He has put Jay-Z together with Radiohead and made Mos Def rap to heavy dub rhythms. Collaborations that sounds impossible. How he did it? Mash-ups of course. Reggaemani has talked to New York-based musician Max Tannone.
This spring, I stumbled upon the album Mos Dub, an album that sounds downright crazy when described. Rapper Mos Def mainly combined with dub rhythms by masterminds Henry “Junjo” Lawes and Scientist? But I was completely blown away. This was undoubtedly a brilliant mash-up album.
The man behind Mos Dub is Max Tannone, a musician from New York. He’s probably best known for mashing up Jay-Z, Radiohead and the Beastie Boys, but aside from mash-ups also works on regular productions.
− I’ve made beats for a long time, and making mash-ups was just a side project. I wanted to try and combine making beats with mash-up techniques. That’s how I got started with Jaydiohead and afterward continued with my other projects, writes Max Tannone in an e-mail to Reggaemani.
− It’s just a great genre of music that sounds especially good with hip-hop. Hip-hop is so rhythmic, and therefore reliant on the downbeat. That reggae’s upbeat style gives it a new twist.
The whole greater than the parts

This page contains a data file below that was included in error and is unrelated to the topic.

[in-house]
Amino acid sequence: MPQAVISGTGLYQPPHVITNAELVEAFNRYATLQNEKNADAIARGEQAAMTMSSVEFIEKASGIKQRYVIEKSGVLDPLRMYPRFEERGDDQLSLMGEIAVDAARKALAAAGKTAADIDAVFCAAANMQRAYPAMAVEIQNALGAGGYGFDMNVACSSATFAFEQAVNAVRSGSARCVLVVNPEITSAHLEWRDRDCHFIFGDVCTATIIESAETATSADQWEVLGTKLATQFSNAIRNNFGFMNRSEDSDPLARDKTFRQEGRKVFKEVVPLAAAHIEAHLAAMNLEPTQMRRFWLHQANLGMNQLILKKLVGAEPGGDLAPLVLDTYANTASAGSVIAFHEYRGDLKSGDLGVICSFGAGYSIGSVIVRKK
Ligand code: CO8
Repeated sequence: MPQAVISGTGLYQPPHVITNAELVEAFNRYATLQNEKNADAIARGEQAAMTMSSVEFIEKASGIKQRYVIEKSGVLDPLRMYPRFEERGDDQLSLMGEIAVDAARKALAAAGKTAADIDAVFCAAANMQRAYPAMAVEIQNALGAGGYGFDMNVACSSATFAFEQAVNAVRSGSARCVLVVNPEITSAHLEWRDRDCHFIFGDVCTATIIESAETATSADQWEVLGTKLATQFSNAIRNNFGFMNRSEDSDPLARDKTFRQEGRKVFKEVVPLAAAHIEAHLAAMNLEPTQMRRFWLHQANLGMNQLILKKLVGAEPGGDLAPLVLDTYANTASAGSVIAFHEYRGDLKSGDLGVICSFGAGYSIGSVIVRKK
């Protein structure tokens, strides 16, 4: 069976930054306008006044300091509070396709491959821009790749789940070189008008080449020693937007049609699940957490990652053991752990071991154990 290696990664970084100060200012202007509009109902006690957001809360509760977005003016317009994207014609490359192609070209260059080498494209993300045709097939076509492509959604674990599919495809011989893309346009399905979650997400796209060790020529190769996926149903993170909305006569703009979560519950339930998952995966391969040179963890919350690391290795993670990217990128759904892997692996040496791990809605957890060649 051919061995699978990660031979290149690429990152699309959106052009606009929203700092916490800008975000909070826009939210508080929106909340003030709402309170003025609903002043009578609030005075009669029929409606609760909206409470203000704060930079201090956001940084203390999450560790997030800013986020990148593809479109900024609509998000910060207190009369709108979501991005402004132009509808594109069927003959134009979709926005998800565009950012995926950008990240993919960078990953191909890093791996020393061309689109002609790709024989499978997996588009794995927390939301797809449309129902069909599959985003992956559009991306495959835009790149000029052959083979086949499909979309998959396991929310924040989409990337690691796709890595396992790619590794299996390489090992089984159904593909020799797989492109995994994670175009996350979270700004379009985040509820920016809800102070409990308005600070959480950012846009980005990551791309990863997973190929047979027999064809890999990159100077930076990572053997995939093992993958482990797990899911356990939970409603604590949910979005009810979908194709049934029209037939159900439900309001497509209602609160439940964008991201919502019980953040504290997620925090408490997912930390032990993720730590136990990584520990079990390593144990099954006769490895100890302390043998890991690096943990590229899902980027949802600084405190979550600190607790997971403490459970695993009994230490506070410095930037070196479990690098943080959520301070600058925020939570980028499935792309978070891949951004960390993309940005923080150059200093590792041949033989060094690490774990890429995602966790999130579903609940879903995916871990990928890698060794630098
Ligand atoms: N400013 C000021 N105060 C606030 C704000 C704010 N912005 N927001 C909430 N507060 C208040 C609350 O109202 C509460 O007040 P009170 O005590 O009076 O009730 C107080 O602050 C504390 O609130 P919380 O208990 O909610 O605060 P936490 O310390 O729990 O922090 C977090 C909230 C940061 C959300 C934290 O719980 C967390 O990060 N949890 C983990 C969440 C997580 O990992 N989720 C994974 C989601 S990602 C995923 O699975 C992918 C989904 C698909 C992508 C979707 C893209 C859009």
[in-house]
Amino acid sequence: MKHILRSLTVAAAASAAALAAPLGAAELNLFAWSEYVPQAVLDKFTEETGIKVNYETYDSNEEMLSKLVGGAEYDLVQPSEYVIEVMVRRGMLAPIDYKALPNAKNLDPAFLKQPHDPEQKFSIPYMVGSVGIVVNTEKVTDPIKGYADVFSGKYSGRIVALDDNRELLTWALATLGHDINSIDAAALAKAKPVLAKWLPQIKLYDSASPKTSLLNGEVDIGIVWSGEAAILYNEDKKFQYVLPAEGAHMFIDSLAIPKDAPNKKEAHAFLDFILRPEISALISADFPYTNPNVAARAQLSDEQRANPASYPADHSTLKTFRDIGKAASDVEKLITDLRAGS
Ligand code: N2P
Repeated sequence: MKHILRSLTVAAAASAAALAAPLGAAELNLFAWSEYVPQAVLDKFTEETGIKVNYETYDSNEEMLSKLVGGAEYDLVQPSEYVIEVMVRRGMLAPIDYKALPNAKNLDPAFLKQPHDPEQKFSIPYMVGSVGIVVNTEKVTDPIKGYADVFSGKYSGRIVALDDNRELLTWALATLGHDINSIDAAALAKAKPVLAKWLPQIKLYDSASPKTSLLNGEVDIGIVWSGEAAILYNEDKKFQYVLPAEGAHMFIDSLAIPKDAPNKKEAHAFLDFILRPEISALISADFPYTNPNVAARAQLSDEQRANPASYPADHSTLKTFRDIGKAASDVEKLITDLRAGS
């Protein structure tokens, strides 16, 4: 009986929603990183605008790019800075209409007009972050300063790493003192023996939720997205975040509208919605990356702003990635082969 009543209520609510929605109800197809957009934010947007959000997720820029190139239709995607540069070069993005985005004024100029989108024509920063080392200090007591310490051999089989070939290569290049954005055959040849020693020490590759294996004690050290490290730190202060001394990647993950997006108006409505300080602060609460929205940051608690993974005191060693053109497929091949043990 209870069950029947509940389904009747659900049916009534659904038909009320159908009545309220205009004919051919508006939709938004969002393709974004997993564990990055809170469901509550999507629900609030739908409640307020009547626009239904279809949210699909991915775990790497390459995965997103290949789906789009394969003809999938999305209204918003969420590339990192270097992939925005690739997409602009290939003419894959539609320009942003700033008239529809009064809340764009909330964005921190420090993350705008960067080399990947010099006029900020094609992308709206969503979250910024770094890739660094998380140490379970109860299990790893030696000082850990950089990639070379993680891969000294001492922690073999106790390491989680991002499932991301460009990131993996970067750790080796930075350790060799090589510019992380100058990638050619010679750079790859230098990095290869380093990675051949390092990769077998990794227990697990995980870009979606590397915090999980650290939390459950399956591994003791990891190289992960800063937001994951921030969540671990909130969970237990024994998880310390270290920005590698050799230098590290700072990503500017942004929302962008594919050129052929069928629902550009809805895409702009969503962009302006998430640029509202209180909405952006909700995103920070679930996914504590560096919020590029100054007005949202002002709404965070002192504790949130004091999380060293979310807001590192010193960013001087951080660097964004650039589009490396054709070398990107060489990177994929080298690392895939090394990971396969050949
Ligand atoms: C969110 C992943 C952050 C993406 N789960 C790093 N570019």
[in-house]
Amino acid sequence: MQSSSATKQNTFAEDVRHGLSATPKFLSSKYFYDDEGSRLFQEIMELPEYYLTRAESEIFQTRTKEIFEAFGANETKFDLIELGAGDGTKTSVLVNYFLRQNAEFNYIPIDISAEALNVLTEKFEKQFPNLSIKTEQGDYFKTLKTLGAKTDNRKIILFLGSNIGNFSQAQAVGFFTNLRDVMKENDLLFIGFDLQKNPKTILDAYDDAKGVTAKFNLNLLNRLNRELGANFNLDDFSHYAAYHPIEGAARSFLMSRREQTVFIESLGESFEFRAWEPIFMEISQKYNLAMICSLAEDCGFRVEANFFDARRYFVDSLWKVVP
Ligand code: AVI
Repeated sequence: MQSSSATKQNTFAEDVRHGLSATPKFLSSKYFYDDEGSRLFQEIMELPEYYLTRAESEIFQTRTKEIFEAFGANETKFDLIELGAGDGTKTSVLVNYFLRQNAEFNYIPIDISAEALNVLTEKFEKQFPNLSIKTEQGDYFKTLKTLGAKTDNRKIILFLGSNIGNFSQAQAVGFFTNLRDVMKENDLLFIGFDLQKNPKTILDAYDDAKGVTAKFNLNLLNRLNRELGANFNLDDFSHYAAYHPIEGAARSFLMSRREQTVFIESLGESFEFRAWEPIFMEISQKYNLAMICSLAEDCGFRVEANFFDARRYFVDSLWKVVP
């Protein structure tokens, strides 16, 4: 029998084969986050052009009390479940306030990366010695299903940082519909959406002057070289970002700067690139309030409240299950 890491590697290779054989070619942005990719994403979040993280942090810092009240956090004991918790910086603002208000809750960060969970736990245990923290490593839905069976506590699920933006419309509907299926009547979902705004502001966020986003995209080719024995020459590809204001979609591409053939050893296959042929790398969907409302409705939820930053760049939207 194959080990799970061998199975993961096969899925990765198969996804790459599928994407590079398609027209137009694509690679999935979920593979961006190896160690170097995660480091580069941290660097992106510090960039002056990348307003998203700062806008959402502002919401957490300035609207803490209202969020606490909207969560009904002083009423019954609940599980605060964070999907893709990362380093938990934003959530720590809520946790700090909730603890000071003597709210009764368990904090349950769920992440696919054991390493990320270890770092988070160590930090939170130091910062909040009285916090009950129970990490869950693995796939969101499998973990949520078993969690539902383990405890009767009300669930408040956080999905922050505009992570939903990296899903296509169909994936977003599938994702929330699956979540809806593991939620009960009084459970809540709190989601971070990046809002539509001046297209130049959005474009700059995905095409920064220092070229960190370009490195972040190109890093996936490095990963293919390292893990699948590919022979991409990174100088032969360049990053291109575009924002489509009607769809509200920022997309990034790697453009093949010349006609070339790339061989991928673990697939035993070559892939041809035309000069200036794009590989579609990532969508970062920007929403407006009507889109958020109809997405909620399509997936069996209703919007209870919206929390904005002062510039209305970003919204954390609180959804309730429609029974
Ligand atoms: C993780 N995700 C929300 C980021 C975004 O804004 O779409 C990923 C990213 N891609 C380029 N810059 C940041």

Max writes that a great mash-up is a song that’s able to stand on its own.
− A great mash-up sounds natural, and can be considered without having to reference its disparate parts. I guess in other words, the whole should be greater than the sum of its parts, or at least attempt to be.
Making mash-ups is not something that’s done overnight. You have to find the right moods, tempos and, probably most important, make the a cappella in tune with the music. Max writes that he doesn’t have a set process for selecting the tunes that he later combines.
− If the tempos of the two songs are relatively close, it’s easier, but sometimes that doesn’t even matter. I begin with a concept. With Jaydiohead, the concept was obviously Jay-Z mixed with Radiohead. If the Jay-Z vocals were dark or introspective, I tried to select music to compliment that, and then go from there.
No set boundaries
According to Max there are no set boundaries for mash-ups. He usually starts with a concept but recommends trying whatever sounds good.
− Mos Dub, for example, limited me to Mos Def vocals and dub music. Granted, dub music is a pretty huge boundary, even more so considering that I used a few tunes that are more ska and roots than strictly dub, but it still reigns in my choices. From here I just go by feeling, he writes and concludes:
− Listeners are the final judges on whether something is good or not. I just do what I think is cool.
This is the second part of Reggaemani’s series on mashups. Next up is an interview with London-based dj and producer Al Fingers.